Cbl-associated protein regulates assembly and function of two tension-sensing structures in Drosophila

Rajnish Bharadwaj, Madhuparna Roy, Tomoko Ohyama, Elena Sivan-Loukianova, Michael Delannoy, Thomas E. Lloyd, Marta Zlatic, Daniel F. Eberl, Alex L. Kolodkin

Research output: Contribution to journalArticlepeer-review

20 Scopus citations


Cbl-associated protein (CAP) localizes to focal adhesions and associates with numerous cytoskeletal proteins; however, its physiological roles remain unknown. Here, we demonstrate that Drosophila CAP regulates the organization of two actin-rich structures in Drosophila: muscle attachment sites (MASs), which connect somatic muscles to the body wall; and scolopale cells, which form an integral component of the fly chordotonal organs and mediate mechanosensation. Drosophila CAP mutants exhibit aberrant junctional invaginations and perturbation of the cytoskeletal organization at the MAS. CAP depletion also results in collapse of scolopale cells within chordotonal organs, leading to deficits in larval vibration sensation and adult hearing. We investigate the roles of different CAP protein domains in its recruitment to, and function at, various muscle subcellular compartments. Depletion of the CAP-interacting protein Vinculin results in a marked reduction in CAP levels at MASs, and vinculin mutants partially phenocopy Drosophila CAP mutants. These results show that CAP regulates junctional membrane and cytoskeletal organization at the membrane-cytoskeletal interface of stretch-sensitive structures, and they implicate integrin signaling through a CAP/Vinculin protein complex in stretch-sensitive organ assembly and function.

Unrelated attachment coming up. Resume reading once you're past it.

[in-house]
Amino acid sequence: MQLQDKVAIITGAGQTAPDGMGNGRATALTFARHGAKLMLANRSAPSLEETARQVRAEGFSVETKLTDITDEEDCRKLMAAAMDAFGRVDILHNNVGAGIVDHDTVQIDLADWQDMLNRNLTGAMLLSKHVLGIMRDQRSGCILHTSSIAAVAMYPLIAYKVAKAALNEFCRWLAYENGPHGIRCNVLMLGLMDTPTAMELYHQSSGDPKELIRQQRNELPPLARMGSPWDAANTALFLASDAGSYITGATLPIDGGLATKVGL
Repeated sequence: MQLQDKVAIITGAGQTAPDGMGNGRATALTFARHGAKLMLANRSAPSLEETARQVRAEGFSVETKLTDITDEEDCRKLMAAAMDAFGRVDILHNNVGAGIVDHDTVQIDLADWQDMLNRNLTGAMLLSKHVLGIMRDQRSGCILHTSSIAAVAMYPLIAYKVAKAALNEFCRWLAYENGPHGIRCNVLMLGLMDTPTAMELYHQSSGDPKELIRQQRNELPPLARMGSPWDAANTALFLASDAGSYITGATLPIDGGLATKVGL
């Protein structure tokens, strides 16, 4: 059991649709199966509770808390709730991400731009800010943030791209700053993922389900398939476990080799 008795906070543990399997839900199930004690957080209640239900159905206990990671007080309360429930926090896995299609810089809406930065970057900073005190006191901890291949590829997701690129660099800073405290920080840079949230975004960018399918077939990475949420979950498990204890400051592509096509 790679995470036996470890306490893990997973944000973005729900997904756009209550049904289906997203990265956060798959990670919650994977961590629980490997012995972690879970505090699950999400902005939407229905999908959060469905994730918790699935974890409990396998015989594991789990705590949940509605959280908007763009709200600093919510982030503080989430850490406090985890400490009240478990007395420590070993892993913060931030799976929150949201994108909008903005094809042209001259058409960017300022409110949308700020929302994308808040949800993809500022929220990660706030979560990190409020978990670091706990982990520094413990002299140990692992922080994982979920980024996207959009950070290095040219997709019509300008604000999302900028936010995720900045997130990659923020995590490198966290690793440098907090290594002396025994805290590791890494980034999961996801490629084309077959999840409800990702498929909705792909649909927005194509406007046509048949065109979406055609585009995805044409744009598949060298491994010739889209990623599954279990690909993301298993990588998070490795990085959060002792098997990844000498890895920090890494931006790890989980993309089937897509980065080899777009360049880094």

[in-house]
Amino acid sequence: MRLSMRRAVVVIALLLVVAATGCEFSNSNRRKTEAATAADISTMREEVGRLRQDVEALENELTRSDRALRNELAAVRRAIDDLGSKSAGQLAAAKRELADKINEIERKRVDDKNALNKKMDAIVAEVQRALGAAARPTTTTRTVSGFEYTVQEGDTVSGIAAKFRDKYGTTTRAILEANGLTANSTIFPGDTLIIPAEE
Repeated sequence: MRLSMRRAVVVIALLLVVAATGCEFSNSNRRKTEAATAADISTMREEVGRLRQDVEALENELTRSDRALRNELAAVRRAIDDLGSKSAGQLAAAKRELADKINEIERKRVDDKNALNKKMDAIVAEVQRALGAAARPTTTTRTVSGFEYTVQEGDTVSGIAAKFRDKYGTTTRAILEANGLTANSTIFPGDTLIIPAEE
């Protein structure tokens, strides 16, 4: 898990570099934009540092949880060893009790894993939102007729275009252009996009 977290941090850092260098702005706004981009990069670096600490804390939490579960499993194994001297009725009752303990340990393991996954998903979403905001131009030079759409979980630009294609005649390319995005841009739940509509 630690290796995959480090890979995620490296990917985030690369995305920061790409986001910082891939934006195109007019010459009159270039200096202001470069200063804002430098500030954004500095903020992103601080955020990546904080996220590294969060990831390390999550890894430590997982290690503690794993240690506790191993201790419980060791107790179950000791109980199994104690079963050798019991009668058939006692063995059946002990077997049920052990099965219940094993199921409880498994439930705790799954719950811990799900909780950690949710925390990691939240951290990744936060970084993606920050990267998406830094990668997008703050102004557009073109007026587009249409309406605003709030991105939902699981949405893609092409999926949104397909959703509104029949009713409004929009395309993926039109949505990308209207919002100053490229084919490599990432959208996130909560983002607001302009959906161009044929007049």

Original languageEnglish (US)
Pages (from-to)627-638
Number of pages12
JournalDevelopment (Cambridge)
Issue number3
StatePublished - Feb 1 2013


  • CAP
  • Chordotonal organ
  • Drosophila
  • Integrin
  • Muscle attachment site
  • Vinculin

ASJC Scopus subject areas

  • Molecular Biology
  • Developmental Biology


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